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Draft Research Plan

Draft Research Plan for Abdominal Aortic Aneurysm: Primary Care Screening

This opportunity for public comment expired on September 6, 2017 at 8:00 PM EST

Note: This is a Draft Research Plan. This draft is distributed solely for the purpose of receiving public input. It has not been disseminated otherwise by the USPSTF. The final Research Plan will be used to guide a systematic review of the evidence by researchers at an Evidence-based Practice Center. The resulting Evidence Review will form the basis of the USPSTF Recommendation Statement on this topic.

Recommendations made by the USPSTF are independent of the U.S. government. They should not be construed as an official position of the Agency for Healthcare Research and Quality or the U.S. Department of Health and Human Services.

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In an effort to maintain a high level of transparency in our methods, we open our draft Research Plans to a public comment period before we publish the final version.

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Draft: Proposed Analytic Framework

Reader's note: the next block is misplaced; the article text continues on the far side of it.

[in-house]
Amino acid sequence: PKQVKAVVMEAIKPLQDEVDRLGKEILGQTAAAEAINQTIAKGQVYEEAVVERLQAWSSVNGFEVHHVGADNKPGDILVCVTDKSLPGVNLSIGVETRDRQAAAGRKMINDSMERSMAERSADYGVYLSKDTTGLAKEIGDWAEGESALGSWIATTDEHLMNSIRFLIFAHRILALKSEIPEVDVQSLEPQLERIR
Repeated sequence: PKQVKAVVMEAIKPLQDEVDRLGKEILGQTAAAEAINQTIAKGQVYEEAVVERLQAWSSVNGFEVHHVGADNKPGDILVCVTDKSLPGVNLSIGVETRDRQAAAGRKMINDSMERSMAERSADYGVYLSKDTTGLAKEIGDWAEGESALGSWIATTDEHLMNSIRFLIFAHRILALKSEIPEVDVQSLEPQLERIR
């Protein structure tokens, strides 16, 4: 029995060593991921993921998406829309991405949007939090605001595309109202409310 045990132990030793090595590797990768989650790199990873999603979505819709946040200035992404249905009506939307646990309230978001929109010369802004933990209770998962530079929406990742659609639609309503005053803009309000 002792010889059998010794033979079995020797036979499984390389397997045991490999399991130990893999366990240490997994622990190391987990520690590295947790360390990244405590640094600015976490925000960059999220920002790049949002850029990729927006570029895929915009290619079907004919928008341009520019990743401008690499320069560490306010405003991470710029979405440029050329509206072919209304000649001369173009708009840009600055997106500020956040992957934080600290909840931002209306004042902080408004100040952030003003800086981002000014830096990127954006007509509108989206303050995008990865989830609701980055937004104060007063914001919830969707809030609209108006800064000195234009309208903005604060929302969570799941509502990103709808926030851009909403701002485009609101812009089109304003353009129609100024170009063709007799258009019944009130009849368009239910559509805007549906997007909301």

Figure 1 is the analytic framework that depicts the five Key Questions to be addressed in the systematic review. The figure illustrates how screening for abdominal aortic aneurysm (AAA) may result in improved health outcomes, including reducing AAA-specific and all-cause mortality, as well as aneurysm rupture rate (KQ1). Additionally, the figure depicts the effects of rescreening for AAA on health outcomes or AAA incidence in a previously screened, asymptomatic population (KQ2), as well as harms associated with one-time and repeated screening (KQ3). Further, the figure illustrates how treating small AAAs (i.e., aortic diameter of 3.0 to 5.4 cm) with pharmacotherapy or surgery effects treatment-relevant intermediate health outcomes (KQ4) and what harms are associated with these treatments (KQ5).

 

Abbreviation: AAA=abdominal aortic aneurysm.

 

Text Description

Figure 1 is the analytic framework that depicts the five Key Questions to be addressed in the systematic review. The figure illustrates how screening for abdominal aortic aneurysm (AAA) may result in improved health outcomes, including reducing AAA-specific and all-cause mortality, as well as aneurysm rupture rate (KQ1). Additionally, the figure depicts the effects of rescreening for AAA on health outcomes or AAA incidence in a previously screened, asymptomatic population (KQ2), as well as harms associated with one-time and repeated screening (KQ3). Further, the figure illustrates how treating small AAAs (i.e., aortic diameter of 3.0 to 5.4 cm) with pharmacotherapy or surgery effects treatment-relevant intermediate health outcomes (KQ4) and what harms are associated with these treatments (KQ5).